November 2018 • Issue No. 37

Upcoming Events

Date Title
28 January 2019 Annual Construction Law Update 2019


View details of
SCL(S) Council 2018-2020

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Welcome to new SCL(S) Members

September 2018 to October 2018
1. Nur Tasnim Yusoff
2. Jungguk Lee
3. Boo Heng Ong
4. Woon Wei Pong
5. Gang Duan
6. Kimberly Tho
7. Michael Pollen
8. Chan Ming Wai
9. Neil Baker
10. David Kelly
11. Amanda Koh
12. Minghao Ang
13. Oon Tat Ooi
14. Tack Chow Wong
15. Swee Chin Michelle Tan
16. Lynette Chew

Post Event Updates

Unabsorbed Head Office Overheads

(18 July 2018)

Networking Cocktail 2018

18 April 2018

Reliance and Expectation Loss: Alternative Heads of Damage?

(04 April 2018)


Understanding the Construction Contract in a Project Financing

27 February 2018

Annual Construction Law Update 2018

23 January 2018


Co-editor's Message  

Dear SCL(S) members,

The people have spoken and the SCL(S) Council for 2018-2020 have been elected. The campaigns were hard fought and the election promises came fast and furious. Pledges of more craft beer to be served at SCL social events were countered by pledges of a Singapore protocol on delay. The dust has settled and I am happy with the outcome. The majority are people I have worked with in the previous council and I can attest to their work ethic and their commitment. The new appointees are Kelvin Teo and Adrian Wong who I am certain will contribute significantly. Under the leadership of Toh Chen Han, I expect that the Council will build on the good work done by the previous council under Alex Wong’s leadership.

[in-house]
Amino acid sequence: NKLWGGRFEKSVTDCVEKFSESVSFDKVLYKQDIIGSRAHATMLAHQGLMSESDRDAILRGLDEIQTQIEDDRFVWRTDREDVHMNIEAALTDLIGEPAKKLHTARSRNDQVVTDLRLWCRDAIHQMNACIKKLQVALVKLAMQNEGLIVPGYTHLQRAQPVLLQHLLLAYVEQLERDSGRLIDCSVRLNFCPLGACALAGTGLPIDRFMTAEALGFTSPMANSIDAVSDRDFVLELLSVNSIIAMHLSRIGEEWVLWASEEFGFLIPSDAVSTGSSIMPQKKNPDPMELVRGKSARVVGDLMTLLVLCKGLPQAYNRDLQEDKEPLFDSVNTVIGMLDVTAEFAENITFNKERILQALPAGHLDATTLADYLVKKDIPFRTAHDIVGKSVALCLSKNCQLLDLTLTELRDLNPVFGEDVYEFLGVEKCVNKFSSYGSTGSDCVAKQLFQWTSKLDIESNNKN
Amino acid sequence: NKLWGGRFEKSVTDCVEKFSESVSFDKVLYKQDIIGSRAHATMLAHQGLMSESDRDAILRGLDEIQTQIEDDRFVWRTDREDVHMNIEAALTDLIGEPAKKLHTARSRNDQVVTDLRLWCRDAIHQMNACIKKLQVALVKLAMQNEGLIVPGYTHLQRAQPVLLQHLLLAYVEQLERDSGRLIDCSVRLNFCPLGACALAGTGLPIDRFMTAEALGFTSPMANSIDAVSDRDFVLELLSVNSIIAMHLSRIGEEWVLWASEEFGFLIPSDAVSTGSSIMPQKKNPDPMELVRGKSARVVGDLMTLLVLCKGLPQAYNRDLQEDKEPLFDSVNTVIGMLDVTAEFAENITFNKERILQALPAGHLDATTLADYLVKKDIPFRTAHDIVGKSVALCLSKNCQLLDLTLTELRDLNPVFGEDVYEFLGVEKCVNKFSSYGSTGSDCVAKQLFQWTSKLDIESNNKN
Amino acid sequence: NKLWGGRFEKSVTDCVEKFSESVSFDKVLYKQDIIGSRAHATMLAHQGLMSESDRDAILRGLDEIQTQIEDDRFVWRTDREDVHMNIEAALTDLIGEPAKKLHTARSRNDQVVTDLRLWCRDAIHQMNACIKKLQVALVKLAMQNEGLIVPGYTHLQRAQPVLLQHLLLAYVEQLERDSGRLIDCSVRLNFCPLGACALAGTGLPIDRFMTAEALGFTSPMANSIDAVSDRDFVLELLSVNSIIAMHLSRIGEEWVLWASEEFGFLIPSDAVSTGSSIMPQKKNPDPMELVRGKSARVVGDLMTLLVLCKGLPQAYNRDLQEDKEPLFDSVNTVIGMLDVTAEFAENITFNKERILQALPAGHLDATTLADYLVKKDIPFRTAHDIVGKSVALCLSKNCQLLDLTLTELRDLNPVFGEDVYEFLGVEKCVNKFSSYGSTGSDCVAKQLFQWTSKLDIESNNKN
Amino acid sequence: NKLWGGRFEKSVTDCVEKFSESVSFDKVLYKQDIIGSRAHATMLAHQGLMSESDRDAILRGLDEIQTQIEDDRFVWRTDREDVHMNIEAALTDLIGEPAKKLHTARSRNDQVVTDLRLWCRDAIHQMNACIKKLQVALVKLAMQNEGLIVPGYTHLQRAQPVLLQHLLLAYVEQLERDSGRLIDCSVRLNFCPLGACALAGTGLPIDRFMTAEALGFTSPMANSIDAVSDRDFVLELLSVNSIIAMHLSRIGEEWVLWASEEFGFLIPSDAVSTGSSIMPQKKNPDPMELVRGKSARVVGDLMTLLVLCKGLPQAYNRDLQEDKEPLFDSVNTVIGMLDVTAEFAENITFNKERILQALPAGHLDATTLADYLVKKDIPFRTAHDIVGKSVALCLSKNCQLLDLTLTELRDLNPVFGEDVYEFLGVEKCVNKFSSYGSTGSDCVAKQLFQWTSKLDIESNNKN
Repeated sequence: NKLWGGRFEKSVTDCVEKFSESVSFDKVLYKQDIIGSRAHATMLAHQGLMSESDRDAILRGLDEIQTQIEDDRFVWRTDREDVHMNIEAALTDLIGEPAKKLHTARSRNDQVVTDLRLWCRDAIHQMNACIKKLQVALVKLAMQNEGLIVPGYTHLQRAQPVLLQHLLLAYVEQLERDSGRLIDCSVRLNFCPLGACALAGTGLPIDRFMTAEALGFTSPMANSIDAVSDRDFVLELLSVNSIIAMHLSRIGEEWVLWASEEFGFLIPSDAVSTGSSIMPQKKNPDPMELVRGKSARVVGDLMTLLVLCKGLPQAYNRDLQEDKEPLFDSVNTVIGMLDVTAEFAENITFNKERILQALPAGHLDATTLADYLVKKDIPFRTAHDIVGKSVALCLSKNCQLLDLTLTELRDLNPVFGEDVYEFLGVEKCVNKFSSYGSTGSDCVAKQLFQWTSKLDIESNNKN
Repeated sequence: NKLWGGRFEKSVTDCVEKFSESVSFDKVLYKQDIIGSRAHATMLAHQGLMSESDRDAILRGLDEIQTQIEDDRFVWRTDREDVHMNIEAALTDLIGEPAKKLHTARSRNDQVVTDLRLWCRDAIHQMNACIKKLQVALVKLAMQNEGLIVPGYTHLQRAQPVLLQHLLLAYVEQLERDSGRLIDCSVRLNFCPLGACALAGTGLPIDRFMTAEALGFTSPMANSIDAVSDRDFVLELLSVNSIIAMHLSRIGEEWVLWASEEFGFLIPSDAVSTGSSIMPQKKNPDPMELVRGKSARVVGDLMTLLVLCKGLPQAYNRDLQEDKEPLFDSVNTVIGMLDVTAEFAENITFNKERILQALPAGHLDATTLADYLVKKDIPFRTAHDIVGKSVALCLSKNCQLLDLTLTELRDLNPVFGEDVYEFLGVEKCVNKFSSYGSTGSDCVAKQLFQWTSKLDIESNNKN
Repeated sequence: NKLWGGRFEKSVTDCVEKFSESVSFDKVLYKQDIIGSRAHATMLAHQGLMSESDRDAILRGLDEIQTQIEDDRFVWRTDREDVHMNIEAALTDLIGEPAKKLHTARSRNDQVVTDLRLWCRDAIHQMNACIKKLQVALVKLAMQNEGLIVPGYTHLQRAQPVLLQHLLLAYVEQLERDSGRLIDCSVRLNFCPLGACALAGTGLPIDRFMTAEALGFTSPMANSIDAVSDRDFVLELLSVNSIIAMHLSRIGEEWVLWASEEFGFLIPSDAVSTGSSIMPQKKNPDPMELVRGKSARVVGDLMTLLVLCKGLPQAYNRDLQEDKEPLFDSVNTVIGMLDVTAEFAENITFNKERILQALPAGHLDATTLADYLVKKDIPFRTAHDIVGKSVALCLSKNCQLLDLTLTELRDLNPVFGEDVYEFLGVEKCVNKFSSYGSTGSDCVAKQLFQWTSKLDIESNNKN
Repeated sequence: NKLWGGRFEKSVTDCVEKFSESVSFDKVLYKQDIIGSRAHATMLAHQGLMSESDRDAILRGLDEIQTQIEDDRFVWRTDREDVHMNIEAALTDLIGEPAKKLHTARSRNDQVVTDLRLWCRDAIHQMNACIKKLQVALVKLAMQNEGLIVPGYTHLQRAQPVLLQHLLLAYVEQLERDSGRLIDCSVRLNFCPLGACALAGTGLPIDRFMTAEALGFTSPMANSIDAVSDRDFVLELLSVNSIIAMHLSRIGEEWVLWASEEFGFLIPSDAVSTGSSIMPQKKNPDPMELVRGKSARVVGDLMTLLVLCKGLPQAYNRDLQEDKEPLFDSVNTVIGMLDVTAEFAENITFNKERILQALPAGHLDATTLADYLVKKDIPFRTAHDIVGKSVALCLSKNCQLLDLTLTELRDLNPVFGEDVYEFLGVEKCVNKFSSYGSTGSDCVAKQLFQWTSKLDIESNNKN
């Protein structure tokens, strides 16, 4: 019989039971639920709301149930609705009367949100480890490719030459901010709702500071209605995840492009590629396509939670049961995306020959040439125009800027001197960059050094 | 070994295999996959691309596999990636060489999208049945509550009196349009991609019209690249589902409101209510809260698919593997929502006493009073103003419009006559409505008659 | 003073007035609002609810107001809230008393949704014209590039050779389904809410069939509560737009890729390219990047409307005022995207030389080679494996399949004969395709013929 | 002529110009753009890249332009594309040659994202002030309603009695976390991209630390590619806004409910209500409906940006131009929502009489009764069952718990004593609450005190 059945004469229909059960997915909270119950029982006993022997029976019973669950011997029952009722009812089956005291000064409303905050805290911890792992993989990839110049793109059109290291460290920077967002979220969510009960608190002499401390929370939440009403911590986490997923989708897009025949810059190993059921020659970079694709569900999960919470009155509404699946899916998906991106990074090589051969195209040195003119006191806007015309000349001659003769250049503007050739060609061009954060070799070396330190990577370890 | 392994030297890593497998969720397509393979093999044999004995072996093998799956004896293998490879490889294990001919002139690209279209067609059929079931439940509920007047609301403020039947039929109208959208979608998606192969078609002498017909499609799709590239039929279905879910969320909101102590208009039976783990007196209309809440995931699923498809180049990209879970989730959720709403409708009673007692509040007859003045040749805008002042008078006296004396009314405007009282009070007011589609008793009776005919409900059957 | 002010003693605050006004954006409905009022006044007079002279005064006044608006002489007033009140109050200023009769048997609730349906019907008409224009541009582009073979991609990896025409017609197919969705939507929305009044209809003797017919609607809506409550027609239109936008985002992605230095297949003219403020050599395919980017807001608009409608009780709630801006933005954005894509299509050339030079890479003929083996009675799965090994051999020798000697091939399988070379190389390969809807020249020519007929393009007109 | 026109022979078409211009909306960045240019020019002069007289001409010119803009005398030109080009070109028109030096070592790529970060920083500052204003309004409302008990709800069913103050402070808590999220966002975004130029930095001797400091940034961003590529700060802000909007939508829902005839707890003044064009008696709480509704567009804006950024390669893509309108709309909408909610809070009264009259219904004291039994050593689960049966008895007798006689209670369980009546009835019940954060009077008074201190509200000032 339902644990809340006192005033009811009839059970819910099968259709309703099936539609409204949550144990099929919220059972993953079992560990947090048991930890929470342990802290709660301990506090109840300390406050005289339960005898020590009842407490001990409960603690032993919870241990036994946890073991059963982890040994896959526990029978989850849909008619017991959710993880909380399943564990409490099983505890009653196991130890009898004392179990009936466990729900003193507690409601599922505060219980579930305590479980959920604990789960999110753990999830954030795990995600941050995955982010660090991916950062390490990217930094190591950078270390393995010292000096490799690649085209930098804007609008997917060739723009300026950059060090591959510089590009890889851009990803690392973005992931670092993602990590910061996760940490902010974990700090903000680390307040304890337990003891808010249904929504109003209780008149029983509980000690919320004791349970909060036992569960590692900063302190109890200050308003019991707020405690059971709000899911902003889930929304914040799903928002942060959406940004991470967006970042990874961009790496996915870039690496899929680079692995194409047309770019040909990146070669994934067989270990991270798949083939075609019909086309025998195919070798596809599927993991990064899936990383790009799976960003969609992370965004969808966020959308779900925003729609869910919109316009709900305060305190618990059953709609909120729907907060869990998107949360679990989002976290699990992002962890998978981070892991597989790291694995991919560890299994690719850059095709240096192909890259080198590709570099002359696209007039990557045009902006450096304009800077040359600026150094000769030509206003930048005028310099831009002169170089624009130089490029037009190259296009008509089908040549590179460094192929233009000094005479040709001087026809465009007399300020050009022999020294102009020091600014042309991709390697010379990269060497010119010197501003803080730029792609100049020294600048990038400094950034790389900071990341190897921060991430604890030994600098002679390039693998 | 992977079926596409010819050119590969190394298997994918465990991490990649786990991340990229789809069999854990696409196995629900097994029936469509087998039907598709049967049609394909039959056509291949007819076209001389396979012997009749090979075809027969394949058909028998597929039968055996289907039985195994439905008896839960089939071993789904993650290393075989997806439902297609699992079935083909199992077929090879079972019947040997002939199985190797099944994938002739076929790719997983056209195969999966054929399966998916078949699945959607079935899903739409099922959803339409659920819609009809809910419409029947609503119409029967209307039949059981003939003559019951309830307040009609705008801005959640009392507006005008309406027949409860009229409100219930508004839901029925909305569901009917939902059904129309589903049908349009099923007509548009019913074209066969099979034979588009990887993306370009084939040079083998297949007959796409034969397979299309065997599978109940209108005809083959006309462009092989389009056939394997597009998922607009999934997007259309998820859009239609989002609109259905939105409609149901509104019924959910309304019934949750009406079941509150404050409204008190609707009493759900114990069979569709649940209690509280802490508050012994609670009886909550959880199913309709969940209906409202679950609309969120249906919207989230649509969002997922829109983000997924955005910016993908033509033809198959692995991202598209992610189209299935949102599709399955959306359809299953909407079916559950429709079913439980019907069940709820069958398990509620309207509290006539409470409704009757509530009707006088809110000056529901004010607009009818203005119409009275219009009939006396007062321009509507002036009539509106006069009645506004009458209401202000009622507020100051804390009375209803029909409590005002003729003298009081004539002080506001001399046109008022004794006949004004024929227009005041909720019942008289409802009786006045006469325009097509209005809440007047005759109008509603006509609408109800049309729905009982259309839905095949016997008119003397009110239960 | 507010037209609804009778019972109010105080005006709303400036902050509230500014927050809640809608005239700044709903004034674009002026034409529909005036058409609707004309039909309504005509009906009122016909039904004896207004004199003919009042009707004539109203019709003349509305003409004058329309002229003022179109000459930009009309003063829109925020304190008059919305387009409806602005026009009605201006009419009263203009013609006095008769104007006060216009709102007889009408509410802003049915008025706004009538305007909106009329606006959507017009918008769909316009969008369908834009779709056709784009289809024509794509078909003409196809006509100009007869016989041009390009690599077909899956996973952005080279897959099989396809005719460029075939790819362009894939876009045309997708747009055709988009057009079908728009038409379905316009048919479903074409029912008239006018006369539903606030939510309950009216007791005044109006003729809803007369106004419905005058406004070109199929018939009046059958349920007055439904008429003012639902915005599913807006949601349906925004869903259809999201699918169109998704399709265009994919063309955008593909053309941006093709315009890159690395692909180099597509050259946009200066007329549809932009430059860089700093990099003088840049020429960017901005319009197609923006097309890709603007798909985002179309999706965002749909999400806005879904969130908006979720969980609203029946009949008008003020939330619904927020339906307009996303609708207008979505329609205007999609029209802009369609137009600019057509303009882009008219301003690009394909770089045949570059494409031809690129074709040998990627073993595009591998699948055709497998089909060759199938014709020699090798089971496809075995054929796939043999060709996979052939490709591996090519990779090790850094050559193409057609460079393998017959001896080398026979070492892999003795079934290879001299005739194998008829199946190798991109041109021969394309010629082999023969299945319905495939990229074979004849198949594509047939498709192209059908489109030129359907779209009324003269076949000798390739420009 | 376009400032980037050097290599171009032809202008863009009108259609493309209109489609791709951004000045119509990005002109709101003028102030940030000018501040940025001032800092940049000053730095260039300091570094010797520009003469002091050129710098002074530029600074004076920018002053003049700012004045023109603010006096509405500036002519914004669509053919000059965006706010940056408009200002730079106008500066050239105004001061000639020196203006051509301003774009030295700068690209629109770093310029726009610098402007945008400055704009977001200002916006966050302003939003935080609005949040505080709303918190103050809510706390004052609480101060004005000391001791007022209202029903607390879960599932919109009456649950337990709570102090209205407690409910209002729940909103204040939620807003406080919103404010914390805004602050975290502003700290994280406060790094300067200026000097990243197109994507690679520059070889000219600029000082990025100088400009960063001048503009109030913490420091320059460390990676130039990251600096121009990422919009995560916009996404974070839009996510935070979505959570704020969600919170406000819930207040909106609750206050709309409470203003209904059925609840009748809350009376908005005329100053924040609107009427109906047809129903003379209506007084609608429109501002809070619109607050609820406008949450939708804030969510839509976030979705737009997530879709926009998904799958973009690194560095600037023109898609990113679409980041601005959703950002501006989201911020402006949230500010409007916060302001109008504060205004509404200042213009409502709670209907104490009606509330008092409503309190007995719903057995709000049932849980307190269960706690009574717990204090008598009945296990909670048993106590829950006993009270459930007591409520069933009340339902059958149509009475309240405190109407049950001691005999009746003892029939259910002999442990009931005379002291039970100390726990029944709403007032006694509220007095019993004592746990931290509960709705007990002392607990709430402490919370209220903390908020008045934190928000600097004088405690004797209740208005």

This newsletter also comes at a significant time. The Building and Construction Industry Security of Payment Act has been amended. To that end, we are pleased to have an article from Joanna Seetoh and Chan Yong Neng of Pinsent Masons MPillay LLP enlightening us on the amendments. The article is extensive and exceedingly helpful in its survey on the changes to the Act. Construction lawyers and anyone else who rely on the Act would definitely find this article a useful guide to navigating the technical intricacies of the amendments.

We are also fortunate that we have another enriching article to read in this newsletter. This one is a piece by Sean Hardy and Justin Ee of Pinsent Masons MPillay LLP on the recent case of Lee Tat Development Pte Ltd v Management Corporation Strata Title Plan No.31 [2018] SGCA 50. This Court of Appeal decision looked at the esoteric torts of abuse of process and malicious prosecution in a long-running dispute between a developer and a management corporation. The article by Sean and Justin is a tantalising read and is a welcome change to the usual articles on variations, adjudication, delays etc.

I am pleased with the content that we have for this newsletter and look forward to working with my fellow co-editor, Kelvin Teo, on getting more interesting content out in future newsletters for all of you to digest and enjoy. Take care and see everyone soon at the next SCL(S) event!

Ashok Kumar Rai
Co-Editor, SCL (Singapore) E-newsletter  


Taking stock of the Security of Payment adjudication process: The Building and Construction Industry Security of Payment Amendment Bill 2018

1. The Building and Construction Industry Security of Payment Amendment Bill 2018 (the "Amendment Bill") was passed on 2 October 2018 on the heels of extensive consultations with stakeholders over the last five years. This highly anticipated Amendment Bill will effect the most extensive changes to the Security of Payment Act (the "SOP Act") since its inception in 2005.

2. The changes to the SOP Act are aimed primarily at streamlining and enhancing the adjudication process, and to return the focus to resolving the merits of payment disputes fairly and effectively.